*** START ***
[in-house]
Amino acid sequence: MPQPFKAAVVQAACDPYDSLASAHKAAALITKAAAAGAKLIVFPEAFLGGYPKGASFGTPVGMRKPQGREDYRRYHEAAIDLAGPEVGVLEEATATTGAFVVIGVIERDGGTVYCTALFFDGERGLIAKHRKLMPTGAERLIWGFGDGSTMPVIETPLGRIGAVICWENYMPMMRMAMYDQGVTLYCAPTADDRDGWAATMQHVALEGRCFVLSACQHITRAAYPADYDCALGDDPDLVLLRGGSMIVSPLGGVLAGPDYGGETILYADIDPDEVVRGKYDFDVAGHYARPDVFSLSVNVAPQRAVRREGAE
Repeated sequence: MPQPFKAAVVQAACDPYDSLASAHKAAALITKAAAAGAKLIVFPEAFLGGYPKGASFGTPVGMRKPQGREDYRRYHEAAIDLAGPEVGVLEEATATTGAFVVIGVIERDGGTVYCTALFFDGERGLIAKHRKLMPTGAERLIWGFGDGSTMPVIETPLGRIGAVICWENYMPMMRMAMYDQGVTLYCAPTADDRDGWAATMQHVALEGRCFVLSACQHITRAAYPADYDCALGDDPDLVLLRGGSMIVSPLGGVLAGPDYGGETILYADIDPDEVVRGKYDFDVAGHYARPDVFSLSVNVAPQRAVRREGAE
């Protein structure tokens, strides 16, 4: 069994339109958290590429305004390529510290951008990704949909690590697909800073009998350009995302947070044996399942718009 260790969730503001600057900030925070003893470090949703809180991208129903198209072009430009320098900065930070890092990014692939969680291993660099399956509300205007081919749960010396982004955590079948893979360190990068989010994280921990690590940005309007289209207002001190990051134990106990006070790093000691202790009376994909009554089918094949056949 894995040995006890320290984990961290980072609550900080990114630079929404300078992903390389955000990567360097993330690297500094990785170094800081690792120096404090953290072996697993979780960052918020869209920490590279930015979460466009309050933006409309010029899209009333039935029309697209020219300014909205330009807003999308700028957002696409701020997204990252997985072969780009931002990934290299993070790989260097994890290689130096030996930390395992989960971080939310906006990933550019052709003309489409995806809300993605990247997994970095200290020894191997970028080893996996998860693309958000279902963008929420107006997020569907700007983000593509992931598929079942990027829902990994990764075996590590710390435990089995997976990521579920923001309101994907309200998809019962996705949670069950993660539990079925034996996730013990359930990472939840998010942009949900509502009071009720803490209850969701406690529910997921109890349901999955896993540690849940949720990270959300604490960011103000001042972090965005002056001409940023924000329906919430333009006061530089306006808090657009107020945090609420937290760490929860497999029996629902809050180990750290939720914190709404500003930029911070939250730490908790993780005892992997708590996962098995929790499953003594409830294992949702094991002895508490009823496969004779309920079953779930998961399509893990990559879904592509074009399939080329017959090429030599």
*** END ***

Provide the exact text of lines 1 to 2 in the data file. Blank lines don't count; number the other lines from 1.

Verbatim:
[in-house]
Amino acid sequence: MPQPFKAAVVQAACDPYDSLASAHKAAALITKAAAAGAKLIVFPEAFLGGYPKGASFGTPVGMRKPQGREDYRRYHEAAIDLAGPEVGVLEEATATTGAFVVIGVIERDGGTVYCTALFFDGERGLIAKHRKLMPTGAERLIWGFGDGSTMPVIETPLGRIGAVICWENYMPMMRMAMYDQGVTLYCAPTADDRDGWAATMQHVALEGRCFVLSACQHITRAAYPADYDCALGDDPDLVLLRGGSMIVSPLGGVLAGPDYGGETILYADIDPDEVVRGKYDFDVAGHYARPDVFSLSVNVAPQRAVRREGAE